Remember now we wanted the little spherical mirrors to be at different angles on different parts of the screen so they would essentially “point” at the audience, and not spread light over other areas of the screen. We figured that panels with five different angles would suffice. If the top of the land on the male roll is machined at an angle to the axis of the roll, the final wire will have a back that is tilted (and hence will no longer be square). By selecting five different angles we make embossing rolls with the bumps oriented at five different angles, and the problem is solved.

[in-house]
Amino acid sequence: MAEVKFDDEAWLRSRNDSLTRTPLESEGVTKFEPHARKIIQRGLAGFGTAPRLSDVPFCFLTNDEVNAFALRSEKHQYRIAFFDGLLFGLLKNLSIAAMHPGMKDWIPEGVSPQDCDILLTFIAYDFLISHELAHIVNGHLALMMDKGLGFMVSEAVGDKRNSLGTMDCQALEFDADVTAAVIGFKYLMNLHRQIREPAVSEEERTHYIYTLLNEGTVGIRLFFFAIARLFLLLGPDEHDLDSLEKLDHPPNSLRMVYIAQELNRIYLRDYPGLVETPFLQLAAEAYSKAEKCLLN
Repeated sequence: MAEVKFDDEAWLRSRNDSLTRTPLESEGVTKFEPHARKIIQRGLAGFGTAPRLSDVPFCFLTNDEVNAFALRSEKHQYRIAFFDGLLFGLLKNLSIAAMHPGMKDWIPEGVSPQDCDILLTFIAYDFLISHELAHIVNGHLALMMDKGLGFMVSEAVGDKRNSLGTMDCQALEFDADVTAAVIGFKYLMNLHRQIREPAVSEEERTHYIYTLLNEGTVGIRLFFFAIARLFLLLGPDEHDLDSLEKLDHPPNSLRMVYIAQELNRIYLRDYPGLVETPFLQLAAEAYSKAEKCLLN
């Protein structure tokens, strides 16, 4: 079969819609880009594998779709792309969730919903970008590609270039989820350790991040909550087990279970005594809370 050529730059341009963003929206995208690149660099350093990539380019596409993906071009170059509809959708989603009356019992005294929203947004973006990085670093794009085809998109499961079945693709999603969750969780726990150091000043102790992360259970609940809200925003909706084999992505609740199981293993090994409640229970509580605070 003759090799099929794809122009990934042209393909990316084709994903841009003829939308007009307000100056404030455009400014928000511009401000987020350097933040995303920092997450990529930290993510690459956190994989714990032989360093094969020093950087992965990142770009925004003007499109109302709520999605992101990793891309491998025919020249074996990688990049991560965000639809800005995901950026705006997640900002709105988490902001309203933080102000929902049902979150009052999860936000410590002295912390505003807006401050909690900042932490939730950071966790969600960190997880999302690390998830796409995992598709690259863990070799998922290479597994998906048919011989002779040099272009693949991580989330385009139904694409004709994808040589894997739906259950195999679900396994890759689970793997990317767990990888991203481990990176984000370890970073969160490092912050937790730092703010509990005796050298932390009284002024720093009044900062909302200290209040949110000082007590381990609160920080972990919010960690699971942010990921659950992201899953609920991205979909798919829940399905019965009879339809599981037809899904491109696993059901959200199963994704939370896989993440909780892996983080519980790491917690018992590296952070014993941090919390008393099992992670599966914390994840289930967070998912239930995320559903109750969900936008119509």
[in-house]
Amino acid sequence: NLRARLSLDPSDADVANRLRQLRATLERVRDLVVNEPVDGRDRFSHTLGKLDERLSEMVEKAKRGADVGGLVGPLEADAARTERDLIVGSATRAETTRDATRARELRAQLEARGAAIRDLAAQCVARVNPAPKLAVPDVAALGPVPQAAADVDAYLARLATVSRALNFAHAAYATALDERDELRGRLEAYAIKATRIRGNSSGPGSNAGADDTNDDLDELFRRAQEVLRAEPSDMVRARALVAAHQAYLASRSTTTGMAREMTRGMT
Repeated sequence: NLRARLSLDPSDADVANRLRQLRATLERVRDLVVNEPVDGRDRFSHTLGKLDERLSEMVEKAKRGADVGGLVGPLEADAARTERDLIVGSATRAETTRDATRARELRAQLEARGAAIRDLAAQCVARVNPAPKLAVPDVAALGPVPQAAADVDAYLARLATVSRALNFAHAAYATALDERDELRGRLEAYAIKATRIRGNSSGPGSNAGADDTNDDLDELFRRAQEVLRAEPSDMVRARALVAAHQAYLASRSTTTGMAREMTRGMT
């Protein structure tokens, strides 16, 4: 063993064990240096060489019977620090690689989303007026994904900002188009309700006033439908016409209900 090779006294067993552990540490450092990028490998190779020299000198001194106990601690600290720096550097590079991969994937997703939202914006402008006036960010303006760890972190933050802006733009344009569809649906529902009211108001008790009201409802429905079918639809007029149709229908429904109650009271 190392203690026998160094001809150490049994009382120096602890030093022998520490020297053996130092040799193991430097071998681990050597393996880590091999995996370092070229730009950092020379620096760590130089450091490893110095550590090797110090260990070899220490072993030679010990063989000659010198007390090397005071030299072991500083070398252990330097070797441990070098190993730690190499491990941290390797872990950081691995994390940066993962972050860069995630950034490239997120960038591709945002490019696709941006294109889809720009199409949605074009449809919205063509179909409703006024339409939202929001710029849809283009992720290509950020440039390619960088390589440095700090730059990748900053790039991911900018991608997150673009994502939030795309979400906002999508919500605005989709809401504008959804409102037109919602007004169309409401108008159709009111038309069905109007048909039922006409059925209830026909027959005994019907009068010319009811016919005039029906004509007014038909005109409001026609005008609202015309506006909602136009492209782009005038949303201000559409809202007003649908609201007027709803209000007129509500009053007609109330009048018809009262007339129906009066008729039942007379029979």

My dad gave Ed Moon, one of our plastics and fabrication experts, the job of producing screens. After much experimentation, Ed came up with the proper formulation of vinyl coated cloth, and with a fabrication company to do the embossing, and they began to produce screens. With the flexibility that the above process gave us, Ed could build screens to fit any theatre on a custom basis.
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Updated 17-12-17